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President Obama Discusses the Attack in Benghazi, Libya
11:54 AM EDT
Yesterday, four Americans lost their lives after an attack on the U.S. diplomatic post in Benghazi, Libya. Ambassador Chris Stevens and Foreign Service Officer Sean Smith were among those killed.
This morning, President Obama condemned that attack, which he called "outrageous and shocking" in a statement from the Rose Garden.
"We're working with the government of Libya to secure our diplomats," he said. "I've also directed my Administration to increase our security at diplomatic posts around the world. And make no mistake, we will work with the Libyan government to bring to justice the killers who attacked our people."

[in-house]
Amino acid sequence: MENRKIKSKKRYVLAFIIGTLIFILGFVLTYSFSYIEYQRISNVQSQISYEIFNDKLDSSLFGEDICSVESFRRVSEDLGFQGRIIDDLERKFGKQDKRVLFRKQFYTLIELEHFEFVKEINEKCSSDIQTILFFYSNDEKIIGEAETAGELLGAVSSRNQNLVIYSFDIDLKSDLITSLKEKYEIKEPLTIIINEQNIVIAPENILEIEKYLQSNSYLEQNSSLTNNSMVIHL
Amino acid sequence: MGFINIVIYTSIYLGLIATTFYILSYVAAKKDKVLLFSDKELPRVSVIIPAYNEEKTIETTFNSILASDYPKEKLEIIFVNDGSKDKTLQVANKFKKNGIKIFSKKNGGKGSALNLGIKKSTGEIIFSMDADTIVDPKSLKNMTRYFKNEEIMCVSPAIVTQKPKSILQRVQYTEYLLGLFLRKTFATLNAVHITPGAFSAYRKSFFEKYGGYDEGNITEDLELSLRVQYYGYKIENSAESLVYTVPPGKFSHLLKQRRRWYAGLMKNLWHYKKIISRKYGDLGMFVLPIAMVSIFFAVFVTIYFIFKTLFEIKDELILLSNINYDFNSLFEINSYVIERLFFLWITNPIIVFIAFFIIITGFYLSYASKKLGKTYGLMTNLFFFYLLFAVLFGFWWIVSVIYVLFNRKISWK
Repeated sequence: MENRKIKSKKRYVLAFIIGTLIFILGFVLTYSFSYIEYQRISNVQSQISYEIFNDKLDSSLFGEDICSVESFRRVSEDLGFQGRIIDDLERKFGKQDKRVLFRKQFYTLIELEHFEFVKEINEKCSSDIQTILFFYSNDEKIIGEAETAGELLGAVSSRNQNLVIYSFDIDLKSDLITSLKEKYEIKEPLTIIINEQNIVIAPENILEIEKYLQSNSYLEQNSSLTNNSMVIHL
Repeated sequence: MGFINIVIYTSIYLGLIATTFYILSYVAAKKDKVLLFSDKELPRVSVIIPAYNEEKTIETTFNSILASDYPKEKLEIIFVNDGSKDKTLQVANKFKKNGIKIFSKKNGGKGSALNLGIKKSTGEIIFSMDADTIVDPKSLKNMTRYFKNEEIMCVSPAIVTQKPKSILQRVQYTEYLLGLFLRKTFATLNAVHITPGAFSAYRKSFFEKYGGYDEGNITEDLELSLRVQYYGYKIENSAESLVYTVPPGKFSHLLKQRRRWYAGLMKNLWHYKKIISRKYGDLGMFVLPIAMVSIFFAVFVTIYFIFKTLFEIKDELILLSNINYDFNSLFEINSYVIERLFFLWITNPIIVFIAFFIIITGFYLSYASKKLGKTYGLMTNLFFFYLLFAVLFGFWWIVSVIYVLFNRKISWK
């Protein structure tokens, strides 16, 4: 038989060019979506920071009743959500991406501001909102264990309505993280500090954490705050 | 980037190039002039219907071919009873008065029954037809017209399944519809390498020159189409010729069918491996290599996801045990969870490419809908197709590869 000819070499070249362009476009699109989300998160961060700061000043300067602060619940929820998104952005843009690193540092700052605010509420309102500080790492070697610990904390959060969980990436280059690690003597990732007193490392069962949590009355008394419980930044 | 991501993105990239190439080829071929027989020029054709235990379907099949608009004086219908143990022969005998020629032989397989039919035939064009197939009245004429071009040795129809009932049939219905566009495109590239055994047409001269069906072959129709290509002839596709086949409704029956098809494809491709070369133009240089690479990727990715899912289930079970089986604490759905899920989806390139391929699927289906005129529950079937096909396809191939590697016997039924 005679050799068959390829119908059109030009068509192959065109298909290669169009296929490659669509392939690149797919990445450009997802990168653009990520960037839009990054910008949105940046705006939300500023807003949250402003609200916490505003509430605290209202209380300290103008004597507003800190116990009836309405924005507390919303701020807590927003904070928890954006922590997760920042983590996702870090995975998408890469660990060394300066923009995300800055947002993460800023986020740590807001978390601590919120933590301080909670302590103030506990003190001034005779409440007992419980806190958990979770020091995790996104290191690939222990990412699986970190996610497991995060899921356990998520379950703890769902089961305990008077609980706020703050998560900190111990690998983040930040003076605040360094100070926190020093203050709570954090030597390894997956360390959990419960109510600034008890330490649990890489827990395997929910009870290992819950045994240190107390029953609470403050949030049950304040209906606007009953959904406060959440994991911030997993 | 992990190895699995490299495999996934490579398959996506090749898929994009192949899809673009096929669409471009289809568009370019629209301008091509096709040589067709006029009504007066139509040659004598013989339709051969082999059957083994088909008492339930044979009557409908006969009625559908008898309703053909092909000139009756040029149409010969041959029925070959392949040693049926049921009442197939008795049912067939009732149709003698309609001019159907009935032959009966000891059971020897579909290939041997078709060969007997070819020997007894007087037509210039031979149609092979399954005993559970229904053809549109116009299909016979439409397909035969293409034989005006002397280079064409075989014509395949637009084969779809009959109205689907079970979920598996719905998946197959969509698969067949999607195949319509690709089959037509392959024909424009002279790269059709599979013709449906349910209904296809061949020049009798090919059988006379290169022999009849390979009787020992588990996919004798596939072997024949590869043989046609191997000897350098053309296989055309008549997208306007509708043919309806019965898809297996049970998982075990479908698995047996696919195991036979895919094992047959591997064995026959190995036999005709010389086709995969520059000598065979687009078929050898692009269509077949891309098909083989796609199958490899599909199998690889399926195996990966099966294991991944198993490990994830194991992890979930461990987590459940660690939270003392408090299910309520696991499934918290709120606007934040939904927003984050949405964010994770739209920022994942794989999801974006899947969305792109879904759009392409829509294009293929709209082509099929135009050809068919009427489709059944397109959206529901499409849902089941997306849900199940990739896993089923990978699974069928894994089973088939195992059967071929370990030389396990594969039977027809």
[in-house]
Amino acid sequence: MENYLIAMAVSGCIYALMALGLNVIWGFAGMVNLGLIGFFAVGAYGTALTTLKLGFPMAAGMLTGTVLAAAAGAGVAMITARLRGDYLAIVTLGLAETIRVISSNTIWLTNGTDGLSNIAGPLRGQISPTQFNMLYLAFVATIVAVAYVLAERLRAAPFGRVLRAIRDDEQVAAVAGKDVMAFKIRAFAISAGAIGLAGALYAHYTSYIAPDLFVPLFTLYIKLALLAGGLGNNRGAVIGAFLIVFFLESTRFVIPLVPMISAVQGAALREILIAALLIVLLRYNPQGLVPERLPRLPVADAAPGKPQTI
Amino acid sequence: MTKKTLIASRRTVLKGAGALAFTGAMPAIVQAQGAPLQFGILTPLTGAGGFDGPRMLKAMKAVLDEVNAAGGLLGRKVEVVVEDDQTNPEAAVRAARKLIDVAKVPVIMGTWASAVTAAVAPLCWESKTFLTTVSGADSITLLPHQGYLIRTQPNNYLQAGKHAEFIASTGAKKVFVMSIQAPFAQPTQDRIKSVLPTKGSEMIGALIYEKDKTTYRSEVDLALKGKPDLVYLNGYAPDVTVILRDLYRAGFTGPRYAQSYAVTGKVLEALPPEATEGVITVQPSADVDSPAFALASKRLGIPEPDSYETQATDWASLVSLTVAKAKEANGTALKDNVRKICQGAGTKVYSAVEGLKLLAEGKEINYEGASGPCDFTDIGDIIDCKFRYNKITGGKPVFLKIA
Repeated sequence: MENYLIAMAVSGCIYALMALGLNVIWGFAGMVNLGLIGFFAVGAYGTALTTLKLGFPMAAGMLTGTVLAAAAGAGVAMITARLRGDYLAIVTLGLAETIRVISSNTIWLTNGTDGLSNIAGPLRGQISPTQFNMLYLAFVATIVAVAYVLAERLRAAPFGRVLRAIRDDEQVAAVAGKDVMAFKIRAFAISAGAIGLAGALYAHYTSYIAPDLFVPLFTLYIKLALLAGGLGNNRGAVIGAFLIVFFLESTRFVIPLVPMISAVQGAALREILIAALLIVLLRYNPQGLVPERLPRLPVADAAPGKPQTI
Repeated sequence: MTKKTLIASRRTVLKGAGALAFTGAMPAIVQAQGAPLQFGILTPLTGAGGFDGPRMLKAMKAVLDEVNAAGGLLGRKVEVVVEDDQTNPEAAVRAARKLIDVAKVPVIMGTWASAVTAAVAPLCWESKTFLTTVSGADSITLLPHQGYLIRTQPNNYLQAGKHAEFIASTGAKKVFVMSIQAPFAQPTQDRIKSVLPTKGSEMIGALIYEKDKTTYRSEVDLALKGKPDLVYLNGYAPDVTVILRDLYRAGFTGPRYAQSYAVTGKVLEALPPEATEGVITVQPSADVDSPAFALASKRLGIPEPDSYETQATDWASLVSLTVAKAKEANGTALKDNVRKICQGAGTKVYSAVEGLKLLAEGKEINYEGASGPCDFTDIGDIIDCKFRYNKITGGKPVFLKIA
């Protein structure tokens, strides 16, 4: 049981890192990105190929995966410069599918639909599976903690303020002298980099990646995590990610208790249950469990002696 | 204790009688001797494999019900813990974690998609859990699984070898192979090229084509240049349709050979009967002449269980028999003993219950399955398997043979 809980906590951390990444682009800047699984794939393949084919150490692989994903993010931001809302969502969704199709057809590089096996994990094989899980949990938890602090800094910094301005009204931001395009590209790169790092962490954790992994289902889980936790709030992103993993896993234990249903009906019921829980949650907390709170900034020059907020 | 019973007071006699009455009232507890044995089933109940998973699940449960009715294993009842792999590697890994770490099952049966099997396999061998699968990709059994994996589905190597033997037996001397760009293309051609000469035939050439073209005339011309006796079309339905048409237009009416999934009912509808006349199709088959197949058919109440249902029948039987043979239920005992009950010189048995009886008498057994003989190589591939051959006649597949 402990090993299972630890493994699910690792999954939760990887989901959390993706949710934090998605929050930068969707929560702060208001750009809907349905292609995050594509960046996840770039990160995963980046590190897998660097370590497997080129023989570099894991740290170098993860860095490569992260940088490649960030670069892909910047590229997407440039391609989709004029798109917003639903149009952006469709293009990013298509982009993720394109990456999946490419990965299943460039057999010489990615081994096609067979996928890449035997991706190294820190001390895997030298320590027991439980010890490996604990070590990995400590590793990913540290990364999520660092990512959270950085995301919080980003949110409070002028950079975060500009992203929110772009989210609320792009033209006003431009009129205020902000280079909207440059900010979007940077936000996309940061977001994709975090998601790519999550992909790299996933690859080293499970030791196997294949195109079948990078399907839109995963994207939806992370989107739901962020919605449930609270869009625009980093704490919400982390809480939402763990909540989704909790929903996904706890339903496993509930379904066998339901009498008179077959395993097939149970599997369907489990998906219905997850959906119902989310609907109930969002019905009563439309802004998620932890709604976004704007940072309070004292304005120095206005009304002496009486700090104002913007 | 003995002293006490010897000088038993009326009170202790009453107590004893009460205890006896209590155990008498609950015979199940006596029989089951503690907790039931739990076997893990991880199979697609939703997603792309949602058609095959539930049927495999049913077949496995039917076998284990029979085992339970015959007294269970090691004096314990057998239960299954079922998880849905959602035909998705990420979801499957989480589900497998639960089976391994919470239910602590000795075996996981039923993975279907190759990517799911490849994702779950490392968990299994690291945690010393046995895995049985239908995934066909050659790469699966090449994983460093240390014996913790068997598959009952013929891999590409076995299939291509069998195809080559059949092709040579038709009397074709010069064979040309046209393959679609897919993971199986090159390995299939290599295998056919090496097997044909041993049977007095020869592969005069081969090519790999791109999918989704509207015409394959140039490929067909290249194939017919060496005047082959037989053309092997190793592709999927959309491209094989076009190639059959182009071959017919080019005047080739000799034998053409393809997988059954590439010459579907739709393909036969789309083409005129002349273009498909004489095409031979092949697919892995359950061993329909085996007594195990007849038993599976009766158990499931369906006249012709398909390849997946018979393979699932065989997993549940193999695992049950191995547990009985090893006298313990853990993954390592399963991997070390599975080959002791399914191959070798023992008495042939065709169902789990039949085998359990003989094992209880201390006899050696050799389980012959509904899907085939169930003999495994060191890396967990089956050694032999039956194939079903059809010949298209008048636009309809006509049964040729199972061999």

Ambassador Stevens had a history of dedicated service in Libya, and as he spoke to reporters, the President described the work to which Stevens devoted his.
"At the height of the Libyan revolution, Chris led our diplomatic post in Benghazi," President Obama said. "With characteristic skill, courage, and resolve, he built partnerships with Libyan revolutionaries, and helped them as they planned to build a new Libya. When the Qaddafi regime came to an end, Chris was there to serve as our ambassador to the new Libya, and he worked tirelessly to support this young democracy, and I think both Secretary Clinton and I relied deeply on his knowledge of the situation on the ground there."
As the President spoke, Secretary of State Hillary Clinton was standing by his side. Afterward, the two left the White House to visit the State Department, where the President planned to reiterate again his solidarity with America's diplomats stationed around the world.
Update: President Obama has also issued a proclamation ordering U.S. flags to be flown at half-staff to honor the victims of the attack in Libya.